Rumors of Microsoft taking a more aggressive stance in the PC gaming market have been swirling about since mid-2013. While Microsoft has claimed in the past to want to do more on the PC side of things, we’ve all seen the years come and go without much of an uptick in their first party PC titles. While Microsoft has completely failed with Games for Windows Live, they’ve also spearheaded the whole DirectX thing, which clearly the PC benefits from (as well as the Xbox). If you include DirectX, it’s decidedly been a pretty mixed bag in recent years.
In a reply to a tweet he received about the acquisition of the Rise of Nations IP, Microsoft’s Phil Spencer acknowledged the need for Microsoft to improve their current gaming status on the PC.
@Daniel_H_UK I agree that MS needs to up our gaming presence on Windows. Part of my XBOX role is to bring back our Windows gaming focus.
— Phil Spencer (@XboxP3) May 31, 2014
Microsoft has clearly been going through a structural change in recent months, with Satya Nadella stepping in as CEO, Stephen Elop joining as VP of devices and services, and Phil Spencer rising to the head of the Xbox division. With Phil Spencer at the helm of Microsoft’s gaming division, it’s possible that we could finally see some cool stuff coming out for the PC. In a piece we wrote in April of 2014, we explored 10 Microsoft Studios franchises they could revive for the PC. Soon after our article was written, Microsoft announced and released an HD update for Age of Mythology, a game on our list.
With E3 so close, the topics that Mr. Spencer is tweeting about might indicate more about Microsoft’s short-term plans than you might think. By the time a person gets to that level in a corporation, it’s very likely they’ll have handlers assigned to their official social media pages, as well as approved and unapproved topics. It’s almost a given that Microsoft is in some stage of development with a new Age of Empires game. Combine that with sequels to Age of Mythology and Rise of Nations, suddenly Microsoft’s captured a significant portion of the RTS landscape on PC. A cross-platform release of a previously Xbox One exclusive game like Forza or Halo could really change things in a major way. Of course this is all crazy theory at this point, but hopefully some of the wiser heads at Microsoft are thinking about these PC scenarios as a real possibility.
Microsoft’s current strategy for everything is convergence, even if that means completely screwing up Windows in the process. Windows looks like a smart phone, Xbox One looks like a smart phone, Surface tablets look like a smart phone, smart phones just look like themselves. You probably get the point here. With Microsoft trying to tie all of their devices together in some way, it’s curious how they’ve managed to ignore one of the most widely used functions of their top product. Even with Microsoft moving to become more of a services based company, they still make a huge portion of their profit from selling copies of Windows to OEM PC manufacturers. Gamers moving to Mac is not a huge concern at this point, but with Valve set to unleash their Linux-powered Steam Machines, Microsoft could actually lose a decent amount of their profit over time.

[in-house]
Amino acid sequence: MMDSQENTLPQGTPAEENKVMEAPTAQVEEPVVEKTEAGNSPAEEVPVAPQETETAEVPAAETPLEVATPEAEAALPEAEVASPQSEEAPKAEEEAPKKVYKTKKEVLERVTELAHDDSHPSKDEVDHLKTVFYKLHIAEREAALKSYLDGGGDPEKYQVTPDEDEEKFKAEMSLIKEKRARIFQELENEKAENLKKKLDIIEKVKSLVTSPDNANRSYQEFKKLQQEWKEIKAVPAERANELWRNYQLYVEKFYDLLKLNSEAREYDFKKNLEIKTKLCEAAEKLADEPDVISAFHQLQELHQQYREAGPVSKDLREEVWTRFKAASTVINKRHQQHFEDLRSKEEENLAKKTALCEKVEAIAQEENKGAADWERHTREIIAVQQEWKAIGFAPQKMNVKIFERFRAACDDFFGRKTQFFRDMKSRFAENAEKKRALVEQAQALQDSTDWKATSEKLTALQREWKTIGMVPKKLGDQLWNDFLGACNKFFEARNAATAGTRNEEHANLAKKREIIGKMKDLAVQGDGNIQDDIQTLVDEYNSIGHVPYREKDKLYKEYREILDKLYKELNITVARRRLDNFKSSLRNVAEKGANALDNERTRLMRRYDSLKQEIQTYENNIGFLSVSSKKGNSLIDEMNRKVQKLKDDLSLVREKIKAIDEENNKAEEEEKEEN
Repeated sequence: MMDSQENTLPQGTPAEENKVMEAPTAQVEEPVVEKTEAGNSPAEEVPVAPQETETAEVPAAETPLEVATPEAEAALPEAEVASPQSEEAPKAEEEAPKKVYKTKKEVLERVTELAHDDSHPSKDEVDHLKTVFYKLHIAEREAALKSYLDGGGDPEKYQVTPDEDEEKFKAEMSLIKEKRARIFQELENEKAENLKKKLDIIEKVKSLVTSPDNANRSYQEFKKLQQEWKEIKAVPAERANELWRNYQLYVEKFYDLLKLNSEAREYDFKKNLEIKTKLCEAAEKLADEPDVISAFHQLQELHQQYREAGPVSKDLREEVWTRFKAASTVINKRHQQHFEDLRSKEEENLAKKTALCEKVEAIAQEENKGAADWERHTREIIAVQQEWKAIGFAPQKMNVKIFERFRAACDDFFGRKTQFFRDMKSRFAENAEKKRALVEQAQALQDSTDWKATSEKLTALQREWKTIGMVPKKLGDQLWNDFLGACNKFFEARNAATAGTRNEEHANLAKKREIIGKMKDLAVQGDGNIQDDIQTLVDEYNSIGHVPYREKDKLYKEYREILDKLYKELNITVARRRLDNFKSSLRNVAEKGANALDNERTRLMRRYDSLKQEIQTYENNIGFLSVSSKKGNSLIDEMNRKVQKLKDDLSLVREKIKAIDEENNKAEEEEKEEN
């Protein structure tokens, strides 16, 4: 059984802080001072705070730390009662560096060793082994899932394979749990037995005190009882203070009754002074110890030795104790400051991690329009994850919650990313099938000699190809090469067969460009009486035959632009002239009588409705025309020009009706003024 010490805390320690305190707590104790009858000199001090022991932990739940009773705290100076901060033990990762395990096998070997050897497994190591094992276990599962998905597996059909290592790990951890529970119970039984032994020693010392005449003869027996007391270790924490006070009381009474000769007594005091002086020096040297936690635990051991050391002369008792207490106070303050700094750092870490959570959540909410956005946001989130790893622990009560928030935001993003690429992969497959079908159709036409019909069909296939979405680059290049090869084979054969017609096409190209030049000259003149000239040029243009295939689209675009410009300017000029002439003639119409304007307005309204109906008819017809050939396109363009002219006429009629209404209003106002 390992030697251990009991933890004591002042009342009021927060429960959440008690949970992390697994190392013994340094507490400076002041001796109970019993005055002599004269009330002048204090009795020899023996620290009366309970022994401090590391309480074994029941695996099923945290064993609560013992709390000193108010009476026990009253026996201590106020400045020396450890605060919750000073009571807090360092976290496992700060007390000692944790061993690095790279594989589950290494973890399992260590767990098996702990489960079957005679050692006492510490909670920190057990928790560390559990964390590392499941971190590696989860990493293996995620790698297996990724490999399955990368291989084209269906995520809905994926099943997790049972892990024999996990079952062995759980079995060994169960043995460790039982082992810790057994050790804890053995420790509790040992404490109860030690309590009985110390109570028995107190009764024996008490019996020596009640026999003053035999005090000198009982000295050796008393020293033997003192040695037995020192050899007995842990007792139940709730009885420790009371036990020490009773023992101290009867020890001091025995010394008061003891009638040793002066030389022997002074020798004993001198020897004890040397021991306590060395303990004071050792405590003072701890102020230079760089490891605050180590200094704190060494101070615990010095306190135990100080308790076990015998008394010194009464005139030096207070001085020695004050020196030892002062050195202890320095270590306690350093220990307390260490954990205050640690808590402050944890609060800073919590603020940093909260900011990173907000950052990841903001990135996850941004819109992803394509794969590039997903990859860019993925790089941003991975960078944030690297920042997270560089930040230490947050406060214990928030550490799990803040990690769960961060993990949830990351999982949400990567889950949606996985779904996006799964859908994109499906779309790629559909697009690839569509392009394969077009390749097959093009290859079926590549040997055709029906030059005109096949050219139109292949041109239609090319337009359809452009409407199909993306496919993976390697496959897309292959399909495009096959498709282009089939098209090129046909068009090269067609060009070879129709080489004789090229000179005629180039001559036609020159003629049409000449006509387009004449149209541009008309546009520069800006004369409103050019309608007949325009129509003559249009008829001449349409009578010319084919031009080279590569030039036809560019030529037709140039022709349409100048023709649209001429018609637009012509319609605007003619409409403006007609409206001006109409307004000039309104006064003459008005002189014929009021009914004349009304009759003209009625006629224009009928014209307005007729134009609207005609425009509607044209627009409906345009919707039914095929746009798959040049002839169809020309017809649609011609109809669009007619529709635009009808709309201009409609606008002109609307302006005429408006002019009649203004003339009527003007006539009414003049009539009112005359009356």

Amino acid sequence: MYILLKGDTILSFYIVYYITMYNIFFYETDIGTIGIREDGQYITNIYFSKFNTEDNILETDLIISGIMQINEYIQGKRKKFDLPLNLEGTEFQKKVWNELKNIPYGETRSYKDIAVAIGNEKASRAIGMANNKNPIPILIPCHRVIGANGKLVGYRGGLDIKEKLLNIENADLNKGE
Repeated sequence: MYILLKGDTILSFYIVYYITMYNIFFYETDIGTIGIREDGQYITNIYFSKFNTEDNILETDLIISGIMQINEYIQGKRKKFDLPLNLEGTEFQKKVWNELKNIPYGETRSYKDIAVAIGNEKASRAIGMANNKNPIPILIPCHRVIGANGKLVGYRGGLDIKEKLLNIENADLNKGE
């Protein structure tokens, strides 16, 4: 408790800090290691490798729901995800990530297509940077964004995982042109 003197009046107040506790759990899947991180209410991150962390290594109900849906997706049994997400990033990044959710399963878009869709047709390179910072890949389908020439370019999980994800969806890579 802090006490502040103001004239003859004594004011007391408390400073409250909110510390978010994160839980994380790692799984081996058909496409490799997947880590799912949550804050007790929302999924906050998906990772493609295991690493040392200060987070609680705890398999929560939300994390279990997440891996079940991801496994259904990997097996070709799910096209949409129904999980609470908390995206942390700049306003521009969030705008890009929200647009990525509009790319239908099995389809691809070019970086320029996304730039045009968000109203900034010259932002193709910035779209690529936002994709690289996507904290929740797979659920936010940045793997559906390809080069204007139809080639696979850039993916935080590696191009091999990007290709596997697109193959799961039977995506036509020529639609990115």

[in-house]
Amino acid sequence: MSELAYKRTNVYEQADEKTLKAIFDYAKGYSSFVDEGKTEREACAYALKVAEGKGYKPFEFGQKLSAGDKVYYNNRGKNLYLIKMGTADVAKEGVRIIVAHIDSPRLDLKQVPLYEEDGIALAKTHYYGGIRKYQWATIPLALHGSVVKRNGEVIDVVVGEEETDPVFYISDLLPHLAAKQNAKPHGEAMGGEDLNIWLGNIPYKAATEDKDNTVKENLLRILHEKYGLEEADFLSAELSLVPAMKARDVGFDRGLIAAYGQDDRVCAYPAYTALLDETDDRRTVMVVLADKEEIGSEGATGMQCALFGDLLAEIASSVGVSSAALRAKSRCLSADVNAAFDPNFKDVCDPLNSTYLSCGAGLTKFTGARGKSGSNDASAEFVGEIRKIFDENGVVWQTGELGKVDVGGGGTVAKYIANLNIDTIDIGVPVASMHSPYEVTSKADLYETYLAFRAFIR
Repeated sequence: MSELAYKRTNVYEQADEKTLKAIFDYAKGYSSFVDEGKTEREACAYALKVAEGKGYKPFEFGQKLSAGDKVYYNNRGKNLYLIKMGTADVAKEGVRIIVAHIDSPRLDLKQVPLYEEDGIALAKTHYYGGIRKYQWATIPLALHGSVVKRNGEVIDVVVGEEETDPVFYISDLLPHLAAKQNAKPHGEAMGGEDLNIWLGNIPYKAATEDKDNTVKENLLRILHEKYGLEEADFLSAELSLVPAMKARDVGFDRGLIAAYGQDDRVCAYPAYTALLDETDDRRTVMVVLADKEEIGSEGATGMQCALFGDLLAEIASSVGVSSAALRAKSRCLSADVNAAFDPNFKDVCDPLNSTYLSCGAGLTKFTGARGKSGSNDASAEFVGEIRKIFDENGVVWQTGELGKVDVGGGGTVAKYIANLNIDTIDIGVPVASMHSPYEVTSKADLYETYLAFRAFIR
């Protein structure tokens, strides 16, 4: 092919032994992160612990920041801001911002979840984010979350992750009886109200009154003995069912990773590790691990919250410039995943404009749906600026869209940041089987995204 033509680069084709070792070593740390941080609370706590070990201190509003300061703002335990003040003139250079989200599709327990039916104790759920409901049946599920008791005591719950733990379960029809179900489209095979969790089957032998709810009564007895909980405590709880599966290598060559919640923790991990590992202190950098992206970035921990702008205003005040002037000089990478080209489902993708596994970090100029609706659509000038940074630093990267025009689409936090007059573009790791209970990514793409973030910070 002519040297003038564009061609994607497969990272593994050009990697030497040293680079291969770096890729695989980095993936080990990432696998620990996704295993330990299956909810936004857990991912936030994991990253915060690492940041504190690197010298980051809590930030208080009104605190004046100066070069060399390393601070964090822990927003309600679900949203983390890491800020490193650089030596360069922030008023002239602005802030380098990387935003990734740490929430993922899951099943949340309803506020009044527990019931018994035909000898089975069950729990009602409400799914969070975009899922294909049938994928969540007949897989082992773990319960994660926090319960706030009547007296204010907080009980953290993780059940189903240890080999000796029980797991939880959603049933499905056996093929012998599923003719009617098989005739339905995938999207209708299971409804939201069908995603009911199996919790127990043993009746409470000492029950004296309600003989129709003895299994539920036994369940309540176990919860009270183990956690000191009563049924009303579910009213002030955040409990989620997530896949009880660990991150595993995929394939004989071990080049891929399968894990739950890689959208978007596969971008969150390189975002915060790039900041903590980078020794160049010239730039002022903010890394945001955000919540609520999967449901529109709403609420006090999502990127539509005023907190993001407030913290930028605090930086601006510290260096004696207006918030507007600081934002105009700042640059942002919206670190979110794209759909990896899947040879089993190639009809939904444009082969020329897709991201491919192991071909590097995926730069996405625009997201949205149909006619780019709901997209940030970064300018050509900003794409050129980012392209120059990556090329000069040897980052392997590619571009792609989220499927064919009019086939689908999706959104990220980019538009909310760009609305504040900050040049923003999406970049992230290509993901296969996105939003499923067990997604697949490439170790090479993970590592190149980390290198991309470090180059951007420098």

As Daniel Hartshorn clearly demonstrated, for some ungodly reason there’s still PC gamers that are resistant to Steam. While much of Microsoft’s gaming core is currently hunched over on their couch, guzzling Mountain Dew out of the bottle, there’s clearly a portion of that crowd that (given the right push) could also occupy the PC market as well. While we pray each and every day that Lord Gaben will enlighten the console peasants and help them ascend to the glorious PC Gaming Master Race, could it be possible that the potato masters themselves will join the cause? Or rather, could a renewed focus on the PC market actually be a serious attempt to circumvent Steam? If so, could Microsoft be any more successful than Origin or Uplay has to date? While insanely unlikely, some type of collaboration from Microsoft, EA, and Ubisoft could actually be a serious competitor to Valve’s platform when it comes to major titles.
At the very least, it looks like we’ll need to wait until E3 to find out what Microsoft has in store for us.